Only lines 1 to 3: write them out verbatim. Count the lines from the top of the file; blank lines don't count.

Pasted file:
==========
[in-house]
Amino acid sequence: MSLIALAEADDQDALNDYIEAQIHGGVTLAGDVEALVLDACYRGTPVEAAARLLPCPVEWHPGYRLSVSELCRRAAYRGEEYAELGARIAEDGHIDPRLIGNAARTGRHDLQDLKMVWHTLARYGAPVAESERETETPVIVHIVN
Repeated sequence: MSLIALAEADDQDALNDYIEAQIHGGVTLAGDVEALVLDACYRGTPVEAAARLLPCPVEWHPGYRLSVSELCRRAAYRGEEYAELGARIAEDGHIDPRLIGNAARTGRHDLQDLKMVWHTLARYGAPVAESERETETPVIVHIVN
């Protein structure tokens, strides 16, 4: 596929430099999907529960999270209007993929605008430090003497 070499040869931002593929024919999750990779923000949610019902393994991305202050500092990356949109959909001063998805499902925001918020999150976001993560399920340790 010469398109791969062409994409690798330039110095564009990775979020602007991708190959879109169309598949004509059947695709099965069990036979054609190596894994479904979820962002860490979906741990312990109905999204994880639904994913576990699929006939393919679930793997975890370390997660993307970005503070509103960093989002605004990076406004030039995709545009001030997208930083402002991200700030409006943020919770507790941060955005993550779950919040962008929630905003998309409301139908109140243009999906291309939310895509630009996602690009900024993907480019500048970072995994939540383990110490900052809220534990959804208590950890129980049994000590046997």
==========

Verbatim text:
[in-house]
Amino acid sequence: MSLIALAEADDQDALNDYIEAQIHGGVTLAGDVEALVLDACYRGTPVEAAARLLPCPVEWHPGYRLSVSELCRRAAYRGEEYAELGARIAEDGHIDPRLIGNAARTGRHDLQDLKMVWHTLARYGAPVAESERETETPVIVHIVN
Repeated sequence: MSLIALAEADDQDALNDYIEAQIHGGVTLAGDVEALVLDACYRGTPVEAAARLLPCPVEWHPGYRLSVSELCRRAAYRGEEYAELGARIAEDGHIDPRLIGNAARTGRHDLQDLKMVWHTLARYGAPVAESERETETPVIVHIVN